Disruption and Disruptors, Part 1: Initiatives of the Disruptors

SoftBank Corp. and SoftBank Commerce & Service Corp. held a massive two-day event for corporate customers on July 30 and 31. A record nearly 20,000 people turned out to participate in SoftBank World 2015. The fourth iteration of the event, it featured keynote addresses from SoftBank management and guests as well as 73 special speeches and sessions.

This post illustrates how Japan’s mobile carriers, which have disrupted  the mobile phone industry, are creating technology businesses that will form the core of the mobile Internet era. This is instructive in that it illuminates elements that will be essential for creative destruction. Ultimately, the challenges undertaken by mobile carriers should serve as a significant catalyst for the financial services industry.

I have broken this post down into three parts. The first addresses the initiatives of management. The second is about how the application of new technology is disruptive to existing and established ways of thinking. The third touches upon how disruptive technologies engender innovation in the user experience (UX).

 

1. The Information Revolution: Stepping from Today into the World of the Future (Masayoshi Son keynote session):

In his keynote talk, Chairman Son gave three spheres of technology that will drive the information revolution: Internet of Things (IoT), artificial intelligence (AI), and smart robots.

  • IoT: IoT is at the heart of almost all industries today. People do not exist in isolation and they communicate. The world is moving toward a time when all things—people and things—will be connected. Just as the smartphone dramatically changed the way we live, IoT will similarly precipitate an industrial revolution.
  • AI: Artificial intelligence is just around the corner. The year 2018 is supposed to mark the crossover point when transistors in machines are to supersede the capacity of brain cells synapses . The roughly 30 billion cells in the human brain will not change, but the number of transistors will and the singularity —the day when artificial intelligence transcends that of human—will come. AI will make it possible to handle tasks that people find distasteful, and allow mankind to change and focus attention on more worthwhile themes and endeavours. This too will be the starting point of a revolution.
  • Smart robots: SoftBank aspires to offer smart robots that maximize the use of artificial intelligence rooted in enhanced knowledge and intelligence rather than robots that do mechanical tasks. By 2040, any product that moves will be a smart robot—meaning they will be equipped with AI. Moreover, their total number will eclipse the number of people on earth. If the age of AI is inevitable, then we should strive to create robots that are pure of heart and have a kind view toward people. We want to create robots that can emulate the creation of emotions like people and can think and move on their own.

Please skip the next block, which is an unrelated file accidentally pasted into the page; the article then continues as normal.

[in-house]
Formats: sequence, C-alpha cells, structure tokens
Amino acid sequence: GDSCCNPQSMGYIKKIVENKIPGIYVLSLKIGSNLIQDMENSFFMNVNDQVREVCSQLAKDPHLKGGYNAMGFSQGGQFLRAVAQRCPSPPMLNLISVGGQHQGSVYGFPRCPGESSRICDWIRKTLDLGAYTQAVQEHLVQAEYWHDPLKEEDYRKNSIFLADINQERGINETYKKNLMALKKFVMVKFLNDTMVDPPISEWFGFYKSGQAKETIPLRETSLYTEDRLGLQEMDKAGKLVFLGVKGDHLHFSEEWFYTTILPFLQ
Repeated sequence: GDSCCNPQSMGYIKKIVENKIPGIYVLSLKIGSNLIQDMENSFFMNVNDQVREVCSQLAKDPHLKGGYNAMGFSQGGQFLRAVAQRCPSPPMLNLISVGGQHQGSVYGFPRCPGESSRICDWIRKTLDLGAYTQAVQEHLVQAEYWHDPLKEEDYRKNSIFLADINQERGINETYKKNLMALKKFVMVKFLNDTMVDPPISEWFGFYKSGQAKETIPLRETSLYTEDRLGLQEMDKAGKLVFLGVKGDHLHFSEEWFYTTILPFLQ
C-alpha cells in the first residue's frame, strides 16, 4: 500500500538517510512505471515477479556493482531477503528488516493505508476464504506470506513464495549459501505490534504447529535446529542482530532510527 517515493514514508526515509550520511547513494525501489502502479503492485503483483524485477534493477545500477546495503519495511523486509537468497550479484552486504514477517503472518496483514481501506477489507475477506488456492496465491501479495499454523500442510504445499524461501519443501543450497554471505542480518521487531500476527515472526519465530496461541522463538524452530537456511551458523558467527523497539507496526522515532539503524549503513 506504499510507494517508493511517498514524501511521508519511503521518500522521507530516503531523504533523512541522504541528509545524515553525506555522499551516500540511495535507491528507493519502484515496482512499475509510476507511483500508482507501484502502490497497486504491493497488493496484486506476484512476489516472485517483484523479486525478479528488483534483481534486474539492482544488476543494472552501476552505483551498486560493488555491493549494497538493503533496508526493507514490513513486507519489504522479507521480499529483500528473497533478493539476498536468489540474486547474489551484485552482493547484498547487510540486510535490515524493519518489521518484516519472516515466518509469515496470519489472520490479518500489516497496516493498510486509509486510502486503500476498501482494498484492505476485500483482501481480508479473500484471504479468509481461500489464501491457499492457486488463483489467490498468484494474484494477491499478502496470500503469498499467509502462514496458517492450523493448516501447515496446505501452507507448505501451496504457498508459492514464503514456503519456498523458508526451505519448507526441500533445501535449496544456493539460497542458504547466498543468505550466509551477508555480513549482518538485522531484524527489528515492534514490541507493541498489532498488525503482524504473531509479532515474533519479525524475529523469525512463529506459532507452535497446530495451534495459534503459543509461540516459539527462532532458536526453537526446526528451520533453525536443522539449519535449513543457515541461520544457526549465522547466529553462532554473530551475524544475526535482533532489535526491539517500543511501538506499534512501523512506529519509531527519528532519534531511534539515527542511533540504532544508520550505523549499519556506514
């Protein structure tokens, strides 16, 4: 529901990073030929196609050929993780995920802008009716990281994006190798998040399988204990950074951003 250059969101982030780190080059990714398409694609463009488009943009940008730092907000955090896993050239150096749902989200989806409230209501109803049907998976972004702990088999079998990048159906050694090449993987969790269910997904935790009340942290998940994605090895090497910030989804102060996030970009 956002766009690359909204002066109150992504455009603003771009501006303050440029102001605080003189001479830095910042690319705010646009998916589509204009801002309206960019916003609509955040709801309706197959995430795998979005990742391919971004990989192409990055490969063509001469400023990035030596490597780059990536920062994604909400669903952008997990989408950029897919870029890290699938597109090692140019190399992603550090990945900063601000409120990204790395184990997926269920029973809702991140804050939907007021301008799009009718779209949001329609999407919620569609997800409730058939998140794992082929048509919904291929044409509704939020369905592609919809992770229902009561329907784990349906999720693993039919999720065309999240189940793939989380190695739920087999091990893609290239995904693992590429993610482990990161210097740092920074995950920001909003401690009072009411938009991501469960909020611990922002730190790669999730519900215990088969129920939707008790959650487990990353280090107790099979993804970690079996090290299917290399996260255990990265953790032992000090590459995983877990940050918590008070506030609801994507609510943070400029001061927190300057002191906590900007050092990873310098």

SoftBank’s approach is one in which its mobile Internet operations will be at the heart of its IoT initiatives; collaboration with IBM’s Watson will be at the core of its AI work; and, Pepper for Biz will be the key to SoftBank’s smart robot initiatives.

Management at SoftBank is committed to efforts in these three spheres and to realize a growth strategy enabled by synergies between the latest technology and business models.

SoftBank simultaneously announced the themes for the inaugural year of the SoftBank Innovation Program, under which it will solicit innovative solutions and technologies from around the world with an eye to jointly commercializing them. The four key themes are smart homes, connected vehicles, digital marketing, and healthcare .

Financial services were not included, but will likely  be indirectly affected because initiatives in the areas of residences, vehicles, marketing, and medicine will impact the lives of consumers and can be expected to spillover into the financial services industry. Put another way, this raises the question what financial services existing financial service providers can offer to digitally savvy companies and consumers familiar with the latest in technology (IoT, AI, and smart robots). These firms must both be firmly in step with the latest in digital consumer trends as well as be able to respond to digital technological developments such as in these areas—IoT, AI, and smart robots—if they are to be able to take the initiative.

Disruptions continue to take place outside financial organizations and the financial industry; these disruptors—the entities precipitating these disruptive activities—are driven by entrepreneurs with an understanding of technology than transcends that of financial service providers.

 

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SoftBank World 2015 Keynote Session Masayoshi Son

 

Eiichiro Yanagawa About Eiichiro Yanagawa

Eiichiro Yanagawa is a senior analyst with Celent's Asian Financial Services group and is based in the firm’s Tokyo office. His research focuses on IT strategy issues in the Japanese and Asian banking and financial industries. His recent research has included core banking systems, ATMs, anti-money laundering technology, electronic trading, document management, IT spending trends, and business process outsourcing. Eiichiro's consulting experience includes development of bank IT strategies, thin client / desktop virtualization to support business continuity, evaluation of data centers for hosting core systems, and vendor selection of AML, risk management, and other technologies.

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